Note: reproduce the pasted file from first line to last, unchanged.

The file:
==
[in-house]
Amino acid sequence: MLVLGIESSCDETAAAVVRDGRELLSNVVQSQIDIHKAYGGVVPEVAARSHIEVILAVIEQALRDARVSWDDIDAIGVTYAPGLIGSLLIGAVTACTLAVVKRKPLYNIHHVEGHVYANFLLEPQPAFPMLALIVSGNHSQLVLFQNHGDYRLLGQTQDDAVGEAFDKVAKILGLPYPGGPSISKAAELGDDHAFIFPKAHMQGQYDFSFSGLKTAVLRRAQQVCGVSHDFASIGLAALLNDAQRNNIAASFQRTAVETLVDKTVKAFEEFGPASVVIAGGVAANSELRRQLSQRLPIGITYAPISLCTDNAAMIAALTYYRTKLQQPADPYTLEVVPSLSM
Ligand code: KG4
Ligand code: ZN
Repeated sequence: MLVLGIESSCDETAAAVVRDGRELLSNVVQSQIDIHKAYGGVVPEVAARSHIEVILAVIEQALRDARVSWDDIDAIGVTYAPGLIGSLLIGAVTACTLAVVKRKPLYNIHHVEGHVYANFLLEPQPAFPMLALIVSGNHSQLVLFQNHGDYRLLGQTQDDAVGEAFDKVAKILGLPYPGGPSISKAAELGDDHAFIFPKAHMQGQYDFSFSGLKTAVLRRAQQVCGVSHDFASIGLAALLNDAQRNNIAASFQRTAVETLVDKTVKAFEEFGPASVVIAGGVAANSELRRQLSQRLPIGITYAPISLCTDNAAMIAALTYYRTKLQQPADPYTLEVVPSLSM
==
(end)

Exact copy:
[in-house]
Amino acid sequence: MLVLGIESSCDETAAAVVRDGRELLSNVVQSQIDIHKAYGGVVPEVAARSHIEVILAVIEQALRDARVSWDDIDAIGVTYAPGLIGSLLIGAVTACTLAVVKRKPLYNIHHVEGHVYANFLLEPQPAFPMLALIVSGNHSQLVLFQNHGDYRLLGQTQDDAVGEAFDKVAKILGLPYPGGPSISKAAELGDDHAFIFPKAHMQGQYDFSFSGLKTAVLRRAQQVCGVSHDFASIGLAALLNDAQRNNIAASFQRTAVETLVDKTVKAFEEFGPASVVIAGGVAANSELRRQLSQRLPIGITYAPISLCTDNAAMIAALTYYRTKLQQPADPYTLEVVPSLSM
Ligand code: KG4
Ligand code: ZN
Repeated sequence: MLVLGIESSCDETAAAVVRDGRELLSNVVQSQIDIHKAYGGVVPEVAARSHIEVILAVIEQALRDARVSWDDIDAIGVTYAPGLIGSLLIGAVTACTLAVVKRKPLYNIHHVEGHVYANFLLEPQPAFPMLALIVSGNHSQLVLFQNHGDYRLLGQTQDDAVGEAFDKVAKILGLPYPGGPSISKAAELGDDHAFIFPKAHMQGQYDFSFSGLKTAVLRRAQQVCGVSHDFASIGLAALLNDAQRNNIAASFQRTAVETLVDKTVKAFEEFGPASVVIAGGVAANSELRRQLSQRLPIGITYAPISLCTDNAAMIAALTYYRTKLQQPADPYTLEVVPSLSM